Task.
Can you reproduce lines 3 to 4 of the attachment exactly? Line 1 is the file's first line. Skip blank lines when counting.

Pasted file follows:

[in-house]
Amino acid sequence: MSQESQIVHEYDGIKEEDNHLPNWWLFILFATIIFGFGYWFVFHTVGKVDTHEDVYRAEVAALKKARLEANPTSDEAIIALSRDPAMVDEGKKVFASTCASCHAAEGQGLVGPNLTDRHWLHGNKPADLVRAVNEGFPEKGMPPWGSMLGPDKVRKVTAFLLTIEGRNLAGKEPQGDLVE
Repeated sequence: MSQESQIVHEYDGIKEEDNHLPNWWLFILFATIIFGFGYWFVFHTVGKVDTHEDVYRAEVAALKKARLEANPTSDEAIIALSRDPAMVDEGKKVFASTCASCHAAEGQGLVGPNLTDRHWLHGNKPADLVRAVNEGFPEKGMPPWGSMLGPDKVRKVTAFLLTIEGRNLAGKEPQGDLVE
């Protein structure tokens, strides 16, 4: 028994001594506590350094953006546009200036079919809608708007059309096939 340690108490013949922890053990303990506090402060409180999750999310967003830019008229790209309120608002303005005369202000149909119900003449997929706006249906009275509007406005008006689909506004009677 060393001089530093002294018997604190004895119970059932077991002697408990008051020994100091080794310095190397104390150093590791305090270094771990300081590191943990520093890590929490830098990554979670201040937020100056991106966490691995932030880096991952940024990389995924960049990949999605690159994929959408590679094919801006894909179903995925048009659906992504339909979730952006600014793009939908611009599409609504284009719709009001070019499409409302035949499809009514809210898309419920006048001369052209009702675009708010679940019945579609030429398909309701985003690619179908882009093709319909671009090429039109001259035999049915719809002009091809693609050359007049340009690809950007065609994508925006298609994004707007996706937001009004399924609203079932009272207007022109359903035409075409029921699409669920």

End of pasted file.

Repeated sequence: MSQESQIVHEYDGIKEEDNHLPNWWLFILFATIIFGFGYWFVFHTVGKVDTHEDVYRAEVAALKKARLEANPTSDEAIIALSRDPAMVDEGKKVFASTCASCHAAEGQGLVGPNLTDRHWLHGNKPADLVRAVNEGFPEKGMPPWGSMLGPDKVRKVTAFLLTIEGRNLAGKEPQGDLVE
């Protein structure tokens, strides 16, 4: 028994001594506590350094953006546009200036079919809608708007059309096939 340690108490013949922890053990303990506090402060409180999750999310967003830019008229790209309120608002303005005369202000149909119900003449997929706006249906009275509007406005008006689909506004009677 060393001089530093002294018997604190004895119970059932077991002697408990008051020994100091080794310095190397104390150093590791305090270094771990300081590191943990520093890590929490830098990554979670201040937020100056991106966490691995932030880096991952940024990389995924960049990949999605690159994929959408590679094919801006894909179903995925048009659906992504339909979730952006600014793009939908611009599409609504284009719709009001070019499409409302035949499809009514809210898309419920006048001369052209009702675009708010679940019945579609030429398909309701985003690619179908882009093709319909671009090429039109001259035999049915719809002009091809693609050359007049340009690809950007065609994508925006298609994004707007996706937001009004399924609203079932009272207007022109359903035409075409029921699409669920």